Kentucky nonprofit group wants to restore steam locomotive

NEW HAVEN, Ky. (AP) — A nonprofit group hopes to restore a steam locomotive for passenger excursions.

The Kentucky Steam Heritage Corp. wants to bring the locomotive from Nelson County to Lexington and is launching a fundraising campaign for its restoration.

The Lexington Herald-Leader reports the group's fundraising goal is $1.3 million.

Group president Chris Campbell of Lexington says an inspection in November found the locomotive was in excellent condition, although some repair work needs to be done. The group hopes to have the engine moved to Lexington by 2017 and have it operating by 2020.

The Chesapeake & Ohio Railway locomotive built in 1943 is owned by the Kentucky Railway Museum in New Haven. The last time the engine ran on its own power was in 1996.


Powerful, moon-bound rocket to carry MSU satellite in 2018

MOREHEAD, Ky. (AP) — NASA says a satellite from Morehead State University will be on the most powerful rocket ever built when it blasts off to the moon in 2018.

The Independent reports the announcement was made Thursday. NASA says the rocket, called the Space Launch System, will carry 13 small satellites, called CubeSats, along with an unnamed Orion crew capsule.

Benjamin Malphrus, Morehead's space science department chair and director of the Space Science Center at MSU, says the university's satellite will orbit the moon and its instruments will search for and map water ice on the moon's surface.

The Orion launch will mark the university's first mission beyond Earth orbit.

Work is just beginning at MSU on building the satellite. Malphrus says they have two years to build and test it.


Up in smoke: Lawrenceburg cigar-maker returns to his roots

LAWRENCEBURG, Ky. (AP) — Allen Mobley remembers his grandmother killing two chickens as payment to their pastor for helping with the family's tobacco harvest. After working on one farm, the minister and other members of the congregation would move to the next the following day and help with their harvest. The work was long and hard, but growing and harvesting tobacco was a part of Kentucky's culture. Such was the way of life throughout much of Kentucky back when tobacco money was the lifeblood of the state. A good crop could mean Christmas presents for the kids and a bad crop could mean financial ruin.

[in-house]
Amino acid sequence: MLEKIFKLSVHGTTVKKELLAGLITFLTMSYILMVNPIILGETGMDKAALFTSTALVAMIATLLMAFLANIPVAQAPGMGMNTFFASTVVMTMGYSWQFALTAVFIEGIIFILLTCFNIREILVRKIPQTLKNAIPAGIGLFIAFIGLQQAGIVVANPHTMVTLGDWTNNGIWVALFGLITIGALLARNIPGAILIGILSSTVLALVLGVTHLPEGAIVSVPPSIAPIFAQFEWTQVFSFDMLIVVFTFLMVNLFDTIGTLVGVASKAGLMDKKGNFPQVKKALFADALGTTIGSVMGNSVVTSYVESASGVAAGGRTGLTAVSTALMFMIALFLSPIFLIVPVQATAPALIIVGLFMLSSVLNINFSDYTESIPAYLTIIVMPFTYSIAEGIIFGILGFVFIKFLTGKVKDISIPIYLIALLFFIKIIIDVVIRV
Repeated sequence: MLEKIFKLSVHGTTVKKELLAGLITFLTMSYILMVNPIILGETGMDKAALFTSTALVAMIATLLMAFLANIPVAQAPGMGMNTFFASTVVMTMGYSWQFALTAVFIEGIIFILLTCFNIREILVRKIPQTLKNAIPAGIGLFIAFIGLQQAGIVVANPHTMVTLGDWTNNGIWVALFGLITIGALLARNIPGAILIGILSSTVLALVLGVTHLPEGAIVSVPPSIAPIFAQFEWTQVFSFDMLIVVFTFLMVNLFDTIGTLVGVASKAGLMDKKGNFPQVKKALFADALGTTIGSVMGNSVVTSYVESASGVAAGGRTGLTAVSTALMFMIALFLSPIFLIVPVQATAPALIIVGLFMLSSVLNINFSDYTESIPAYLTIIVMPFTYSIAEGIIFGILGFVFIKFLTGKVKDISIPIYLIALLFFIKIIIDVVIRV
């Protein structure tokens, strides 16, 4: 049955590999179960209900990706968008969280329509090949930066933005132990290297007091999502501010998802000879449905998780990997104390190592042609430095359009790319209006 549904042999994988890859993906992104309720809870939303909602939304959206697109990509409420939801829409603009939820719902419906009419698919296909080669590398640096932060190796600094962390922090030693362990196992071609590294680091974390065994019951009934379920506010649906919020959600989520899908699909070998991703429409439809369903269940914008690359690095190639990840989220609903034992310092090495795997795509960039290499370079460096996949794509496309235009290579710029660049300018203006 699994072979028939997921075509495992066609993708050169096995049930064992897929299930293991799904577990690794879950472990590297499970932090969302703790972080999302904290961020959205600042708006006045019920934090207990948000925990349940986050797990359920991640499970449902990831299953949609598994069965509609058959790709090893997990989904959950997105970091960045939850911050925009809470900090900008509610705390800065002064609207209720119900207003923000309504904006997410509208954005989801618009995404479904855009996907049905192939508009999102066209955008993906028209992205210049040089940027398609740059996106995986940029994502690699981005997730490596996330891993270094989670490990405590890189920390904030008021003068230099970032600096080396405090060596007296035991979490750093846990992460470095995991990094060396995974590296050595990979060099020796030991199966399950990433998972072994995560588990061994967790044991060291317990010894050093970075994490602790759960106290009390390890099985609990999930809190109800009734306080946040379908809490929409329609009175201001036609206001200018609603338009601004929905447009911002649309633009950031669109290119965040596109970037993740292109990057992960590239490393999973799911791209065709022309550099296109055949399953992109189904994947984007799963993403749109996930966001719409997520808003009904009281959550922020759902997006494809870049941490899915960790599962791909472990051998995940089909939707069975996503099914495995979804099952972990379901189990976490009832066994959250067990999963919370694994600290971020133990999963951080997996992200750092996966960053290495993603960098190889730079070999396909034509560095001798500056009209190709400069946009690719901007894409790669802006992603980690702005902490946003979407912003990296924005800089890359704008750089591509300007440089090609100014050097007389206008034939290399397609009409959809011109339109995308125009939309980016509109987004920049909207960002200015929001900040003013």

19 confirmed cases of salmonella in Estill County

IRVINE, Ky. (AP) — Estill County Emergency Management says there are 19 confirmed salmonella cases and 41 people with gastrointestinal illnesses in the county. In a Facebook post, Estill County Emergency Management says the health department is investigating the salmonella outbreak, which began at the beginning of the year, and is still trying to find the cause. The post says salmonella infections are relatively common. The symptoms include diarrhea, fever and abdominal cramps, and can last from four to seven days. Six people have been hospitalized with the infection. All of them are expected to make a full recovery.


Some Kentucky judges limit domestic offenders access to guns

FRANKFORT, Ky. (AP) — Kentucky lawmakers have resisted trends to restrict domestic violence offenders' access to guns. In the past two years, more than a dozen states have passed similar laws to empower their local law enforcement agencies to enforce it. The bills have passed with support from both political parties in an era of heightened partisanship surrounding gun issues. In Kentucky, similar efforts have failed in a state legislature where most members proudly display their ratings from the National Rifle Association. But a handful of state judges have been including gun bans as part of the emergency protective orders they issue in domestic violence situations.


Bevin wants to downsize scope of KentuckyWired project

PINEVILLE, Ky. (AP) — Republican Gov. Matt Bevin wants to downsize a proposed 3,400-mile fiber optic network meant to make high-speed Internet possible throughout the state. Bevin told the Saving Our Appalachian Region meeting Friday the project is off track. He said he still supports installing the network in eastern Kentucky. A group of private businesses borrowed $289 million last year to begin constructing the network. Kentucky government officials promised to pay the companies about $28 million a year for Internet service, which the companies would then use to pay off the loan. But a key piece of how Kentucky planned to pay back the loan has fallen apart.


Copyright 2016 The Associated Press.